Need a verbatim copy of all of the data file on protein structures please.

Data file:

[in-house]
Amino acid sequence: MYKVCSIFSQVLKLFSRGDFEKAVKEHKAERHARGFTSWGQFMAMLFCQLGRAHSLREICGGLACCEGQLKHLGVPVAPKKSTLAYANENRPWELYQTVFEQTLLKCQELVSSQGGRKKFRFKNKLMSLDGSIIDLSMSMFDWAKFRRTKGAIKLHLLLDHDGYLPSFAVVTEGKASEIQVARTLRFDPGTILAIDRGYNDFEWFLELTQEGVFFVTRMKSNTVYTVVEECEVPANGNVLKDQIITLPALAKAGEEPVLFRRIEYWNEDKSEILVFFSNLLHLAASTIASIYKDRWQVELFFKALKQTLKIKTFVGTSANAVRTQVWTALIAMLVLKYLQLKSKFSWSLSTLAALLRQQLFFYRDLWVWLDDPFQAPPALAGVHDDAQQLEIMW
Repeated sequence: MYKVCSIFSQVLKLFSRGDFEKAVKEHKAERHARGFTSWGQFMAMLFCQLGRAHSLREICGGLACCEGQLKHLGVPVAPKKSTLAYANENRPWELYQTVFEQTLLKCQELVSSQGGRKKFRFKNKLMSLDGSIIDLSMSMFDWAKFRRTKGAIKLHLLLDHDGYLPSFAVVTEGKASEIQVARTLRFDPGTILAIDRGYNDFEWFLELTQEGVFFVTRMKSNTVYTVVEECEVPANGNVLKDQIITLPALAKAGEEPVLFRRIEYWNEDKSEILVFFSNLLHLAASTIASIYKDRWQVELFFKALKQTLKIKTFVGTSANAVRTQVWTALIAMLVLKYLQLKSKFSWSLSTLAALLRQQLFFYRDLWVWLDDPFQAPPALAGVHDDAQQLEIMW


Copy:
[in-house]
Amino acid sequence: MYKVCSIFSQVLKLFSRGDFEKAVKEHKAERHARGFTSWGQFMAMLFCQLGRAHSLREICGGLACCEGQLKHLGVPVAPKKSTLAYANENRPWELYQTVFEQTLLKCQELVSSQGGRKKFRFKNKLMSLDGSIIDLSMSMFDWAKFRRTKGAIKLHLLLDHDGYLPSFAVVTEGKASEIQVARTLRFDPGTILAIDRGYNDFEWFLELTQEGVFFVTRMKSNTVYTVVEECEVPANGNVLKDQIITLPALAKAGEEPVLFRRIEYWNEDKSEILVFFSNLLHLAASTIASIYKDRWQVELFFKALKQTLKIKTFVGTSANAVRTQVWTALIAMLVLKYLQLKSKFSWSLSTLAALLRQQLFFYRDLWVWLDDPFQAPPALAGVHDDAQQLEIMW
Repeated sequence: MYKVCSIFSQVLKLFSRGDFEKAVKEHKAERHARGFTSWGQFMAMLFCQLGRAHSLREICGGLACCEGQLKHLGVPVAPKKSTLAYANENRPWELYQTVFEQTLLKCQELVSSQGGRKKFRFKNKLMSLDGSIIDLSMSMFDWAKFRRTKGAIKLHLLLDHDGYLPSFAVVTEGKASEIQVARTLRFDPGTILAIDRGYNDFEWFLELTQEGVFFVTRMKSNTVYTVVEECEVPANGNVLKDQIITLPALAKAGEEPVLFRRIEYWNEDKSEILVFFSNLLHLAASTIASIYKDRWQVELFFKALKQTLKIKTFVGTSANAVRTQVWTALIAMLVLKYLQLKSKFSWSLSTLAALLRQQLFFYRDLWVWLDDPFQAPPALAGVHDDAQQLEIMW